Mitch Lacey's Estimation Game Template
Estimate and prioritize work tasks.
Mitch Lacey’s Estimation Game is a framework for thinking about and prioritizing work tasks. You can rank tasks by size and priority in order to determine the order in which you should do them. Height determines priority, items that appear at the top of the board should be prioritized. To learn more about Mitch Lacey and his recommended approach to the Estimation Game, check out his website.
About the Mitch Lacey’s Estimation Game template
What is Mitch Lacey’s Estimation Game?
First introduced in the book The Scrum Field Guide: Practical Advice for your First Year, Mitch Lacey’s Estimation Game is designed to help teams prioritize tasks. The goal of the “game” is to assign priorities to tasks in a project backlog.
In the game, notecards are used to represent work items. The higher a card is in the stack, the higher the priority. Cards near the bottom are lower priority. You can assign priorities based on ROI, business value, or whatever other metrics your team agrees on. Work with your team to organize the cards and discuss their value with stakeholders.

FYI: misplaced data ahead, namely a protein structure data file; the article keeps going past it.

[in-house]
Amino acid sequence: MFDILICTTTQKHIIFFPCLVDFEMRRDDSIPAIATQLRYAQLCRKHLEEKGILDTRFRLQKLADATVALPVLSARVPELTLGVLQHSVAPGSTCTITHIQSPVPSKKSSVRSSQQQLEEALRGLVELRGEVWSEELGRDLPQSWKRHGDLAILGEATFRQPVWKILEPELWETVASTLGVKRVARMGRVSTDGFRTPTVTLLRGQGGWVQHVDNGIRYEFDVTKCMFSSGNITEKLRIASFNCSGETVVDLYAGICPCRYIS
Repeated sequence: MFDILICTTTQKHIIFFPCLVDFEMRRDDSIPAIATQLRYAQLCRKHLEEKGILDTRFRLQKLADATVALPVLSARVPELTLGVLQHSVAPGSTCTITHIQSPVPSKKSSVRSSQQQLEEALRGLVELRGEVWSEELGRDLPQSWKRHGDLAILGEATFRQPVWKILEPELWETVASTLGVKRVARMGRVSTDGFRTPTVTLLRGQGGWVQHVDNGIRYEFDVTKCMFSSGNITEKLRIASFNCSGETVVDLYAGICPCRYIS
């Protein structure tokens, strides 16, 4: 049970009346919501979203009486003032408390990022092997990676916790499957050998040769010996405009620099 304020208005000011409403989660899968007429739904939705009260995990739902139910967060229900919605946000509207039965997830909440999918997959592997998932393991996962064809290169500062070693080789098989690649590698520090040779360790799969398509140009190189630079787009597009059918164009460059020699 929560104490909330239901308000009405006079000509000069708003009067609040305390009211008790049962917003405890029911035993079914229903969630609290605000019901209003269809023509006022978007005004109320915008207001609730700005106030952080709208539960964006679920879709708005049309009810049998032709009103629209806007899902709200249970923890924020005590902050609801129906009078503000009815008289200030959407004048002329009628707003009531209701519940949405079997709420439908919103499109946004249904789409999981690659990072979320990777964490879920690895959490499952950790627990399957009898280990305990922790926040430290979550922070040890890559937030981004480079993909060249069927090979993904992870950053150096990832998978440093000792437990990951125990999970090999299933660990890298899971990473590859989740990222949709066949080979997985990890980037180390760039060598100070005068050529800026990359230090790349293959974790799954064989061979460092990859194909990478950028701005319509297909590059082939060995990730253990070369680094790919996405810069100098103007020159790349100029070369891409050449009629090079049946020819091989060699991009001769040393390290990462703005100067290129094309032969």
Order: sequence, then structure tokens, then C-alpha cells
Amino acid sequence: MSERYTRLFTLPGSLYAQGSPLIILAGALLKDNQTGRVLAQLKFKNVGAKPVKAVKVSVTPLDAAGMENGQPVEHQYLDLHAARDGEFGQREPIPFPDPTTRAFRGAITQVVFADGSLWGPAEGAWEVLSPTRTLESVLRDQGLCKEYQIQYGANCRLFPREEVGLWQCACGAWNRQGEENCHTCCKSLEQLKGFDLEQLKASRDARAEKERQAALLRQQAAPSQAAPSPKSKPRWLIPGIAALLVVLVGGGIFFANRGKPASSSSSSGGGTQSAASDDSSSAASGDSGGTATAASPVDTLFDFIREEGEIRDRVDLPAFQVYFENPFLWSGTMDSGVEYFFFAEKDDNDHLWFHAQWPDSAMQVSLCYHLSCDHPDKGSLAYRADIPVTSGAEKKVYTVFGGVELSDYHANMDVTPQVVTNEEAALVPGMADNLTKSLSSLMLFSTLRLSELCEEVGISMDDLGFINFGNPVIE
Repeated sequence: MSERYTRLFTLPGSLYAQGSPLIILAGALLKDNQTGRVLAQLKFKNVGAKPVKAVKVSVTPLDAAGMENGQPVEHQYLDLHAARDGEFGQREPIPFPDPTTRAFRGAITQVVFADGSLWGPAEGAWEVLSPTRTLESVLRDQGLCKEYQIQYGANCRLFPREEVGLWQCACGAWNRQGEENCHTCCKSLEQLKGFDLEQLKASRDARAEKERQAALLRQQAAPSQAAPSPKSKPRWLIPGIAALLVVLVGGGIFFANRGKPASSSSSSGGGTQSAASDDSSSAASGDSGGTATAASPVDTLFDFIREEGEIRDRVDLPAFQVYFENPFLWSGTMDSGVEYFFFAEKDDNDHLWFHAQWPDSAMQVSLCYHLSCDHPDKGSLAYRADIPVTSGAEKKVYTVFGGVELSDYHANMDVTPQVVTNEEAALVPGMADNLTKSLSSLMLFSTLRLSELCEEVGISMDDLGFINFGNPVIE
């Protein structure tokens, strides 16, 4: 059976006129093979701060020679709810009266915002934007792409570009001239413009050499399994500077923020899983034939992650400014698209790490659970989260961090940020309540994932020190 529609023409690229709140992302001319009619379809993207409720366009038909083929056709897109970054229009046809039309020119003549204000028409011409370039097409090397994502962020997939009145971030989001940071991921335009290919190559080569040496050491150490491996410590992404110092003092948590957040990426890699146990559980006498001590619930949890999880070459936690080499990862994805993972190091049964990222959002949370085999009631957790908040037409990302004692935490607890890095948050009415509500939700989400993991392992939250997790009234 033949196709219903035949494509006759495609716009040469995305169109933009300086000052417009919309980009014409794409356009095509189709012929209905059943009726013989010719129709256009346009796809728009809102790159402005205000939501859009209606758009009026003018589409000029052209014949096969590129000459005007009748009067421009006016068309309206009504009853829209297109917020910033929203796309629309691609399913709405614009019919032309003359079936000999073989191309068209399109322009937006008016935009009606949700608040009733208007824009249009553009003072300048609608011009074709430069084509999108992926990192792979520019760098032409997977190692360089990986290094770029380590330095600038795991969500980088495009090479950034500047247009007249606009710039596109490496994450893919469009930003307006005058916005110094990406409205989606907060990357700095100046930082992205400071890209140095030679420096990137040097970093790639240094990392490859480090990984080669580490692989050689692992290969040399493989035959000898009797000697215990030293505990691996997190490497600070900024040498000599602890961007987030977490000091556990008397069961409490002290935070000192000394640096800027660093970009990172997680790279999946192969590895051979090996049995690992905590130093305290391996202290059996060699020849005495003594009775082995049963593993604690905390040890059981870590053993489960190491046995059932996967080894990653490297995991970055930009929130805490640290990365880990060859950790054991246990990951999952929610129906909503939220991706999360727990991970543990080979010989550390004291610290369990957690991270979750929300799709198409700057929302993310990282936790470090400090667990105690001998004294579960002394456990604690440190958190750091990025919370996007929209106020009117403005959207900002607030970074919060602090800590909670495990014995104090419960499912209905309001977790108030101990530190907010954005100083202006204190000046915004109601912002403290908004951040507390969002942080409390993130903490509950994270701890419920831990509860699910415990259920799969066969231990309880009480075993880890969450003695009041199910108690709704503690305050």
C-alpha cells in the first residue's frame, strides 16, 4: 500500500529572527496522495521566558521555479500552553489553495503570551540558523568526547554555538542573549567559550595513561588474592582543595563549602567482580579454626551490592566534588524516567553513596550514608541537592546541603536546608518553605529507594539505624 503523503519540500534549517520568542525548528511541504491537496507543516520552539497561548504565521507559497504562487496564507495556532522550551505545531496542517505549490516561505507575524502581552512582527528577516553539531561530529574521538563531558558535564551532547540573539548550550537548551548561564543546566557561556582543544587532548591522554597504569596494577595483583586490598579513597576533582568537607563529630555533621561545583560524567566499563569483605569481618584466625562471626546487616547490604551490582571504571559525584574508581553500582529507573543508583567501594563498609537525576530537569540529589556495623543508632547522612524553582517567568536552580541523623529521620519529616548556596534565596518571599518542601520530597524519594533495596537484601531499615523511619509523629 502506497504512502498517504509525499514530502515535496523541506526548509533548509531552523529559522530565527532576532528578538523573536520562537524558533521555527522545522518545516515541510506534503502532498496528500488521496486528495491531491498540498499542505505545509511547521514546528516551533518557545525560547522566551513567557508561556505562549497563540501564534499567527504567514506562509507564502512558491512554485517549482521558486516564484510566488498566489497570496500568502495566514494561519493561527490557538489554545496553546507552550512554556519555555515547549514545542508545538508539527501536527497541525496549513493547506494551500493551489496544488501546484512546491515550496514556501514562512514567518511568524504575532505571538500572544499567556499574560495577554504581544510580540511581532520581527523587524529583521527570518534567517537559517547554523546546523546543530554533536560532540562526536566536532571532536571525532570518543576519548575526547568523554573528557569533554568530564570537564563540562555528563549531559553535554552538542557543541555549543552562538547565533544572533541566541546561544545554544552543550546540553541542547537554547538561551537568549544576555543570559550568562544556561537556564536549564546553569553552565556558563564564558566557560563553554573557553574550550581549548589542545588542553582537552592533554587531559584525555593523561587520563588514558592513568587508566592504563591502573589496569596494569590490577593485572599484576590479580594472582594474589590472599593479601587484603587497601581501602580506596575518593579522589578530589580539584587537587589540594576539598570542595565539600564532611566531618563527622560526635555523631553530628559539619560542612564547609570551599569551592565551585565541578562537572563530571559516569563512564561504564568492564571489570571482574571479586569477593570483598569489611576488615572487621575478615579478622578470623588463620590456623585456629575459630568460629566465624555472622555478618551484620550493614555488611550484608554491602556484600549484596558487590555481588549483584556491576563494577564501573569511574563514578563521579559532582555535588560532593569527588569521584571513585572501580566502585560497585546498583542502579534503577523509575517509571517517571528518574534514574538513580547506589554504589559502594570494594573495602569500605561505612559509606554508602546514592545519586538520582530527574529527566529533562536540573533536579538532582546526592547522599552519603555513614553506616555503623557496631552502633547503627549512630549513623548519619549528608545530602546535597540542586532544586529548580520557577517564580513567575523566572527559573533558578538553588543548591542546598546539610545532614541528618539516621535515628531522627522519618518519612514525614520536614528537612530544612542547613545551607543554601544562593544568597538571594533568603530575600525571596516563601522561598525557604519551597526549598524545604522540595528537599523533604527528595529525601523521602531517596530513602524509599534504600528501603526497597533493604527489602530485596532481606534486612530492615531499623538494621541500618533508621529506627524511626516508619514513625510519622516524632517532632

Once you have done so, the quadrants in which you place the cards can help you figure out when to take care of a given task. Tasks in the top-left quadrant are small and high priority. They will end up at the top of your backlog. The tasks in the top-right corner are large and high priority. You will end up breaking most of those tasks into smaller goals. Discuss the placement of the cards with your team and assign responsibilities accordingly.
Where did Mitch Lacey’s Estimation Game come from?
This template is based on Mitch Lacey’s Estimation Game as outlined in his book, The Scrum Field Guide: Practical Advice for Your First Year.
How do you use the Mitch Lacey’s Estimation Game template?
Each user story or work task should get a sticky note. Height determines priority, so any high-priority task (whether it’s because of ROI, business value, or some other factor), should be placed at the top of the board. Width indicates complexity, so items on the left are smaller or easier, items on the right are bigger or more complex. Teammates can discuss the placement of stories and agree on their final positions on the board. When you’re finished, you can follow the board in clockwise order to see how tasks should be prioritized.
When should you use the Estimation Game?
Use the Estimation Game to work through your product backlog. The game is a great way for developers and product management teams to work together and collaborate effectively. Whenever you have a large backlog and your team is feeling overwhelmed, you can redo the game or refer to past iterations for guidance.
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